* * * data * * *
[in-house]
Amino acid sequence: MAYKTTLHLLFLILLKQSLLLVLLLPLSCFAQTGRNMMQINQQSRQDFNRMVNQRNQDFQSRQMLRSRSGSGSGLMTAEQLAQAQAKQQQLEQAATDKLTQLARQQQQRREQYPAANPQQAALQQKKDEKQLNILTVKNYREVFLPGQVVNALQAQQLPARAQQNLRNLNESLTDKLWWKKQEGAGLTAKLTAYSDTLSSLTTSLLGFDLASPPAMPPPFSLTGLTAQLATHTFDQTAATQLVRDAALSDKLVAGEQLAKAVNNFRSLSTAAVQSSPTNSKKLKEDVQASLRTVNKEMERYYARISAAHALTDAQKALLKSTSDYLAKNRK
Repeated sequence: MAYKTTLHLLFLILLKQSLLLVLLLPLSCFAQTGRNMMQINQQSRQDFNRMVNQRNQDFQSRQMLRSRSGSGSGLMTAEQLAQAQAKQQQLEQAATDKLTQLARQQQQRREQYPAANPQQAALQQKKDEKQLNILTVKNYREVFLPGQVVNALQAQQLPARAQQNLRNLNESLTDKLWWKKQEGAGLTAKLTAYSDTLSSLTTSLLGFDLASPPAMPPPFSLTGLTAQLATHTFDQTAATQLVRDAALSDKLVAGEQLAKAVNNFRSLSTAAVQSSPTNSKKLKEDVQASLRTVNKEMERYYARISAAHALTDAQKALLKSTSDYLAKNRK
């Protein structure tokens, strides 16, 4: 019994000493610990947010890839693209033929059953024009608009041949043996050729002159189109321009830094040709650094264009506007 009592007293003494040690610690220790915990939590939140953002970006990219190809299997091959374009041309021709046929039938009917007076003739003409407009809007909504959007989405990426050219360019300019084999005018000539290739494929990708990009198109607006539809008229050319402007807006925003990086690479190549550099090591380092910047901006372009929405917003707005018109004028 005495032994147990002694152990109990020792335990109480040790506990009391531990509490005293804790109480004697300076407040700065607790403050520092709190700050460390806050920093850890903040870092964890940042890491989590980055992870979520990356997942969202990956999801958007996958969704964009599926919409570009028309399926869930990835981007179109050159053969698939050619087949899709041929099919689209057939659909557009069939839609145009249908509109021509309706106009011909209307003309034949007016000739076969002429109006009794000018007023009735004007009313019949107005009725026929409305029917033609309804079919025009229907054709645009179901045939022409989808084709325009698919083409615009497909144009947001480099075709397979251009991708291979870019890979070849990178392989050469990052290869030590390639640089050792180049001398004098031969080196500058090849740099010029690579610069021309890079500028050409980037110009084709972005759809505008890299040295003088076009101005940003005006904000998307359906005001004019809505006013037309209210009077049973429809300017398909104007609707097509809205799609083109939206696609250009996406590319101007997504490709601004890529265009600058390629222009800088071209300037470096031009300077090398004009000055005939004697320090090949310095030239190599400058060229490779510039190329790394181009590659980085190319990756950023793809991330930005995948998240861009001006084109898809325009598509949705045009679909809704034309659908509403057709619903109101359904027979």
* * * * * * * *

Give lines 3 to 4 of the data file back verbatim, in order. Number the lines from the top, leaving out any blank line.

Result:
Repeated sequence: MAYKTTLHLLFLILLKQSLLLVLLLPLSCFAQTGRNMMQINQQSRQDFNRMVNQRNQDFQSRQMLRSRSGSGSGLMTAEQLAQAQAKQQQLEQAATDKLTQLARQQQQRREQYPAANPQQAALQQKKDEKQLNILTVKNYREVFLPGQVVNALQAQQLPARAQQNLRNLNESLTDKLWWKKQEGAGLTAKLTAYSDTLSSLTTSLLGFDLASPPAMPPPFSLTGLTAQLATHTFDQTAATQLVRDAALSDKLVAGEQLAKAVNNFRSLSTAAVQSSPTNSKKLKEDVQASLRTVNKEMERYYARISAAHALTDAQKALLKSTSDYLAKNRK
């Protein structure tokens, strides 16, 4: 019994000493610990947010890839693209033929059953024009608009041949043996050729002159189109321009830094040709650094264009506007 009592007293003494040690610690220790915990939590939140953002970006990219190809299997091959374009041309021709046929039938009917007076003739003409407009809007909504959007989405990426050219360019300019084999005018000539290739494929990708990009198109607006539809008229050319402007807006925003990086690479190549550099090591380092910047901006372009929405917003707005018109004028 005495032994147990002694152990109990020792335990109480040790506990009391531990509490005293804790109480004697300076407040700065607790403050520092709190700050460390806050920093850890903040870092964890940042890491989590980055992870979520990356997942969202990956999801958007996958969704964009599926919409570009028309399926869930990835981007179109050159053969698939050619087949899709041929099919689209057939659909557009069939839609145009249908509109021509309706106009011909209307003309034949007016000739076969002429109006009794000018007023009735004007009313019949107005009725026929409305029917033609309804079919025009229907054709645009179901045939022409989808084709325009698919083409615009497909144009947001480099075709397979251009991708291979870019890979070849990178392989050469990052290869030590390639640089050792180049001398004098031969080196500058090849740099010029690579610069021309890079500028050409980037110009084709972005759809505008890299040295003088076009101005940003005006904000998307359906005001004019809505006013037309209210009077049973429809300017398909104007609707097509809205799609083109939206696609250009996406590319101007997504490709601004890529265009600058390629222009800088071209300037470096031009300077090398004009000055005939004697320090090949310095030239190599400058060229490779510039190329790394181009590659980085190319990756950023793809991330930005995948998240861009001006084109898809325009598509949705045009679909809704034309659908509403057709619903109101359904027979």